Carl Crawford #13 of the Boston Red Sox leaves the game in the first inning after an injury against the Milwaukee Brewers at Fenway Park in Boston, Massachusetts. (Photo by Jim Rogash/Getty Images)
These players have been injured, ineffective, or both, but salvation could come in the form of a strong second half.
All the discussion over the next few weeks will focus on how teams still in contention can improve their lineups through trade, but all some of them need is for the players they already have on the roster to perform. A resurgence by any of these players would do more good for their teams than any realistic trade acquisition -- the question, of course, is whether or not these "missing" players will show up before year's end.
Carl Crawford, Boston Red Sox: Crawford's Red Sox career kicked off in the most disappointing way possible, outside of a season-ending injury. The left fielder hit just .155/.204/.227 in April, guaranteeing that his season line would not look good until August or September. He was moved towards the bottom of the potent Red Sox lineup, and Crawford batted .295/.318/.476 from May 1 onward. Sure, that on-base percentage isn't impressive, but American League left fielders are hitting .246/.306/.374 this season, so it's more than good enough.
For the year, though, he is still hitting poorly, partially due to struggles against left-handers (his split-adjusted OPS is just 46 against them, where 100 is league average). Also, a mid-June hamstring injury put things on hold as well.
Crawford is rehabbing in Triple-A Pawtucket this weekend, so Boston will soon have the starting outfield back. It will be something of a fresh start for Crawford and the Sox, who, despite Crawford's absence, are in first place. Even withou the fact that his return might mean fewer at-bats from the struggling J.D. Drew (in favor of Josh Reddick and his 1101 OPS), Crawford could be Boston's most important "acquisition" in July.
Albert Pujols, St. Louis Cardinals: Where do we get off complaining about a guy who is hitting .280/.342/.500 and bounced back from a broken wrist in just a couple of weeks? Pujols is a victim of his own success, and even in a year where offense is down, that production is a far cry from his .329/.422/.618 career slash line. Widely considered the most productive offensive force in the game, the Cardinals need the pre-2011 Pujols back in order to stay atop the NL Central.
The Cardinals and Brewers are tied for first at the moment, but if Pujols had not spent April and May hitting just .267/.336/.419, the Cards would be alone in first place. Throw in the games missed to injury, too, and it's even more obvious.
Pujols has been back up to his old tricks since June (.313/.408/.711 in his last 22 games), but St. Louis will need much more of that and far less of the early-2011 version of Pujols if they want to keep pace in the Central.
Dan Uggla, Atlanta Braves: A few weeks back, I noted that Uggla was being too aggressive with his approach at the plate, as he was not working the count and waiting for something he could crush; instead, he was avoiding strikeouts by swinging at anything he could get his bat on. Since that time, he has turned things around by, you guessed it, striking out far more often. Baseball is weird.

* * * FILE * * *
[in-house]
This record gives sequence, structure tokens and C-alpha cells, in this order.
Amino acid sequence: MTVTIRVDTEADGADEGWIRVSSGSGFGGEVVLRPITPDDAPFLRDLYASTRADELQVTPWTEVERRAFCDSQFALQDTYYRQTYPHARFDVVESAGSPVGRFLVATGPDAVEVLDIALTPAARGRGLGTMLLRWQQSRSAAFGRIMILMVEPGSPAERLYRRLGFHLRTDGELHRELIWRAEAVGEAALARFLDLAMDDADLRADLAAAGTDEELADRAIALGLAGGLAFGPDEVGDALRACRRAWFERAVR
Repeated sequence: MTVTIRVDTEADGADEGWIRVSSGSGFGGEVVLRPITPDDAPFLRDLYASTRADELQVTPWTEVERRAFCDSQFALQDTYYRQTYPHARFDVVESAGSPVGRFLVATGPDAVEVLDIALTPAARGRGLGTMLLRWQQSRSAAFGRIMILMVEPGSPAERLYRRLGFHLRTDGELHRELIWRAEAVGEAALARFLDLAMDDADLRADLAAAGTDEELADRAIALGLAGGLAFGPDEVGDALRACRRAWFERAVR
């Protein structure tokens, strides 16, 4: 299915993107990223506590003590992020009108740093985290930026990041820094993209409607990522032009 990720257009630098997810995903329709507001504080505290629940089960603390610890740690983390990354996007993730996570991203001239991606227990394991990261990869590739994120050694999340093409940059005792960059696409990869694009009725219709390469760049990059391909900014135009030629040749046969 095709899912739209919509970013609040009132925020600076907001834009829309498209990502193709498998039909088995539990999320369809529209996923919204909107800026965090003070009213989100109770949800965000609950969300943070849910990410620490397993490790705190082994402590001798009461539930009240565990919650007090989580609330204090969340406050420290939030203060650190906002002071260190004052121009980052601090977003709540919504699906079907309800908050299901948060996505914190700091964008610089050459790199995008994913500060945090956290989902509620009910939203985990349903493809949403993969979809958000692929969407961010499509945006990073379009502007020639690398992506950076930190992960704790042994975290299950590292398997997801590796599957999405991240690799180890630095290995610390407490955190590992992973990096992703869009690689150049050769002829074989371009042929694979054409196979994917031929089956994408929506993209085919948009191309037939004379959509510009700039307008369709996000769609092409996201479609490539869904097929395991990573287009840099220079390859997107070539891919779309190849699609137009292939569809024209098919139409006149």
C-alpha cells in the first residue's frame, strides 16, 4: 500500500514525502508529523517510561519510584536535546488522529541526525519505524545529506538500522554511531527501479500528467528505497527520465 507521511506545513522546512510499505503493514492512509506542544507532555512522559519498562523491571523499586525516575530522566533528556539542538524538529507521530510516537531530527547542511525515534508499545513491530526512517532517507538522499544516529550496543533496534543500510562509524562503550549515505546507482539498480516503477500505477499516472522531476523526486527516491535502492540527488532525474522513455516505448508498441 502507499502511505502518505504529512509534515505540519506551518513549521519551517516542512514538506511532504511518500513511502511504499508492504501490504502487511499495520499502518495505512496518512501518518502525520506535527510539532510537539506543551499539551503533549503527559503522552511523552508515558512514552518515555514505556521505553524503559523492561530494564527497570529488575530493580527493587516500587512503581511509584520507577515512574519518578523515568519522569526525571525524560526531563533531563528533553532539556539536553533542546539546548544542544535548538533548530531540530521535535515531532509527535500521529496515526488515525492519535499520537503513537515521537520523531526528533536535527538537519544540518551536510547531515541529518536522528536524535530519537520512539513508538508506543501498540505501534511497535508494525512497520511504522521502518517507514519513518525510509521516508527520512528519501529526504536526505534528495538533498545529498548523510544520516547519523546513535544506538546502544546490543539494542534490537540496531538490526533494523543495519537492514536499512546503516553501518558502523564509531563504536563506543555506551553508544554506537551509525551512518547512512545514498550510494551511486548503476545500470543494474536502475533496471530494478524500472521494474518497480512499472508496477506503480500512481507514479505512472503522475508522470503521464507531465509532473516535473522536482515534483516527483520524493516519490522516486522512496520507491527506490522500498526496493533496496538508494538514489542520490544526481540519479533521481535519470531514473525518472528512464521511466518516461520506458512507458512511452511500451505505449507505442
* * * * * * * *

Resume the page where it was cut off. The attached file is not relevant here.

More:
Uggla has struck out 33 percent of the time in July, and is seeing 4.0 pitches per plate appearance in the month. Those are both increases from earlier in the year, as well as closer to his expected results, and he has hit .243/.333/.568 with three homers in that 42 plate appearance stretch.
Yes, it's just 42 plate appearances, and therefore we can't proclaim him cured. But if he's being a bit more patient and not just swinging early to avoid strikeouts, then he's at least attempting to be the old, productive Uggla. The Braves are the only real threat to the Phillies in the NL East, but it's been due to their pitching - their offense is in the middle of the league in runs scored, so a return to form by Uggla would have huge implications for them down the stretch.
Adam Dunn, Chicago White Sox: If striking out more often was all it took, Dunn would be the Barry Bonds of his generation this year. He has punched out 117 times in 322 plate appearances -- that's 36.4 percent of the time for those keeping score at home. That is by far a career-worst for Dunn, an amazing feat considering he has led the league in whiffs three times before and has averaged 186 strikeouts per 162 games in his career.
Of course, in the past, the strikeouts were just part of a package that included an annual 40(ish) homers and a .381 career on-base percentage. In his first year in the American League, though, they are part of why he is hitting .160/.292/.305. Things aren't happening when he does make contact, either, as his batting average on balls in play is just .234.
That not really painting a picture of how bad he has been for you? How about this: Dunn has been worse in his half-season (-1.4 rWAR) than the man he replaced at DH, Mark Kotsay, (-1.1). Mark Kotsay. Mark. Kotsay.
Dunn was projected to be much better than this (how could he not have been?), with PECOTA putting him at .249/.371/.510 with 38 homers and a .302 True Average. Instead, his Tav is below replacement level at .224, though PECOTA hasn't given up just yet, as his rest of season projection has him at .298. ZiPS is optimistic as well, forecasting Dunn for .226/.360/.472 the rest of the way.
It's too late to repair his season's line, but Dunn can still hit well enough to stop dragging down the entire White Sox offense, potentially launching them back into the AL Central lead they are just five games back of. Besides Carlos Beltran, there may not be a bat of Dunn's caliber available, so the White Sox's season may depend on his bouncing back or not.